Hey everyone, long time no see! I’m smack dab in the middle of summer con season, but today I wanted to share an interesting infographic sent my way last week. It highlights the economic impact of Comic Con on the local community. Now, this shouldn’t come as a surprise to anyone, since many of us who routinely attend cons knows about the beneficial impact of the convention on local business. In a word, powerful. Whether it be a con the size of SDCC/NYCC, or even one as small as BAMcon (which I attended last weekend), conventions bring people to a central location, and give them plenty of spaces to spend their money.
By now, I’m sure most of you know about the economic impact of Otakon on Baltimore. For years it has been voted one of the best events in the City, because of both its draw and the colorful characters who parade around the Inner Harbor each summer. Anime Boston has been given similar accolades, infusing a wonderful dose of character and culture into an already overflowing urban center known for being colorful in its own right. But aside from them, many smaller towns and cities benefit from having the con in town.
Normally, this is where I would throw the pilgrimage analogy out there: from Reader to Turner, the economic impact of the pilgrimage (or indeed any specialized, collective gathering of like-minded folks) universally builds up local markets and pumps much-needed capital into the surrounding area. As far back as Durkheim’s day, annual ritual events would come with their own purveyors of goods, alongside any local merchants willing to set up shop. Much like a modern dealer’s room, in many cases. But there were also the local shops and cafes that would exist on the periphery, for those “adventurous” enough to venture outside the “sacred space,” in search of new experiences. I’ve written before about the parallels between fan conventions and sacred events, so no need to elaborate that again. It’s one of the constants involved in travel.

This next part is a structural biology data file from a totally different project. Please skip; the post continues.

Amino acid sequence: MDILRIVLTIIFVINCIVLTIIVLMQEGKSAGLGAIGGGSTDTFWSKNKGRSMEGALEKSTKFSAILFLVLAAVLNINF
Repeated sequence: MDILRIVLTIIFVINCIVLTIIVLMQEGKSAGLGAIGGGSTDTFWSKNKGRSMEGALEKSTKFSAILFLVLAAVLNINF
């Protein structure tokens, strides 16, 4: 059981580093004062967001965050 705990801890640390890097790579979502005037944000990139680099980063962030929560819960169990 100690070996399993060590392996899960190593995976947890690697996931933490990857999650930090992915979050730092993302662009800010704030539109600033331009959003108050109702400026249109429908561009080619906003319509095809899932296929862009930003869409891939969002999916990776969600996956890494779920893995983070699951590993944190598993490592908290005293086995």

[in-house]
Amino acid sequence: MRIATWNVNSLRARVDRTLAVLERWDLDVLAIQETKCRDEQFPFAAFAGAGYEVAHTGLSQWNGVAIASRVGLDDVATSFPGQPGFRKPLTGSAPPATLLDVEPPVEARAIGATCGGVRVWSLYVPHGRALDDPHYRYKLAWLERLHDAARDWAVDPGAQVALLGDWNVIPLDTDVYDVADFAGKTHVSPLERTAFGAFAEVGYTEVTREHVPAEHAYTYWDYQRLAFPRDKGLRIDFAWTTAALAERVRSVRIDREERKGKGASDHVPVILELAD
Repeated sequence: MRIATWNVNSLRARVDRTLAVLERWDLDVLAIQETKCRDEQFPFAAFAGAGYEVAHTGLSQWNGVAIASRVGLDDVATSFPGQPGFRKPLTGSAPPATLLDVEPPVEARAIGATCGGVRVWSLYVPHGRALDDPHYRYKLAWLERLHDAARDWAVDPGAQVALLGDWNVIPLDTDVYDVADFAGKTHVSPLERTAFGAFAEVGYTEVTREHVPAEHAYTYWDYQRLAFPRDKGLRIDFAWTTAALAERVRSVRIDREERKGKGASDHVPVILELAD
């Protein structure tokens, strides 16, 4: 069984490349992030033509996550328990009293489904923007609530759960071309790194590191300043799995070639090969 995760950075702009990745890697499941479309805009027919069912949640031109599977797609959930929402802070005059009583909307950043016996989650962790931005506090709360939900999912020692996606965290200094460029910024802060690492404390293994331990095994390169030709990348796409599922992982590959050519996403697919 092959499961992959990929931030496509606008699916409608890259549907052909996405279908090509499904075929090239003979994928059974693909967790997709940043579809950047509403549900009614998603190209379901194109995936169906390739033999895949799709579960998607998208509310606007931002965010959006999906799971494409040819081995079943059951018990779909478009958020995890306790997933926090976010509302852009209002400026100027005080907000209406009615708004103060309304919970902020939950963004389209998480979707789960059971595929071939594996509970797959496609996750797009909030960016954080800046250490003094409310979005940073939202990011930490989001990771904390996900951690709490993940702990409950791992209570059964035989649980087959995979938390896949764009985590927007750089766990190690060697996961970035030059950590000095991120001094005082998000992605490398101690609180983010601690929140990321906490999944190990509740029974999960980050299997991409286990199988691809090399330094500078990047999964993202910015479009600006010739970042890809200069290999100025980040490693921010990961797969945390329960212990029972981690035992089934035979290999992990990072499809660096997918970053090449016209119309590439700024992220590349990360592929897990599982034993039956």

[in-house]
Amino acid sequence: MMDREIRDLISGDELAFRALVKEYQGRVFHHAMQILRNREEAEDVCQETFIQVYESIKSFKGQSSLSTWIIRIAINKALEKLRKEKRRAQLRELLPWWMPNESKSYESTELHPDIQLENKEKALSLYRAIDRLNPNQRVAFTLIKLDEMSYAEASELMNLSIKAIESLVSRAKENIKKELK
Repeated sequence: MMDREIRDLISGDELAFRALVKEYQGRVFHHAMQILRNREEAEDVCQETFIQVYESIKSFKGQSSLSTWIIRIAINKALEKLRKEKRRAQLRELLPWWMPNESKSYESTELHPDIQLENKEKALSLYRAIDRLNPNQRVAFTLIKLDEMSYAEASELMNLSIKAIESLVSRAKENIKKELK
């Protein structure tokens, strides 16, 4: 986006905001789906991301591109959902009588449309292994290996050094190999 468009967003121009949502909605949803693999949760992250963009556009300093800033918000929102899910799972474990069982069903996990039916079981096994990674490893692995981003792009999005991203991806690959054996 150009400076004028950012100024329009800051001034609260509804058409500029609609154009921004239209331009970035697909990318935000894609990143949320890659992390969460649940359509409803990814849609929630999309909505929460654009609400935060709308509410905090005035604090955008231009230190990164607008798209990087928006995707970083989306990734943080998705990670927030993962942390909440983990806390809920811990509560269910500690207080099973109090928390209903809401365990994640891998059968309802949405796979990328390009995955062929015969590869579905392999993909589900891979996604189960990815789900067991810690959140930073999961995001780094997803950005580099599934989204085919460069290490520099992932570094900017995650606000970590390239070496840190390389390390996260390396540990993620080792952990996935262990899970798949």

A good recent example would be this year’s Zenkaikon event, held in Lancaster. Local businesses spread the word about discounts and offers to people in cosplay, there was at least one special menu I ran across for anyone wearing a badge, and local vendors had a ball talking with the attendees about why they were there, why they were dressed up, and how much fun the event was. Cons bring people together, give them a positive demeanor, and contribute to a good deal of generosity from both vendor and attendee.
Now Zenkaikon is a mid-sized convention held in a small city. Imagine the kind of impact a giant convention would hold on a major city?
Back in 2007, I attended the first New York Anime Fest. Back then, I was just a fan, looking for a good time. One of the limitations that year, however, was the location of the Javits Center in NY. Access to food required a solid walk away from the con, which few people back then were willing to undertake. Fast forward to 2009, and the convention book was actively highlighting local places to hit up for food or additional “geek culture” goods. The partnership continues today.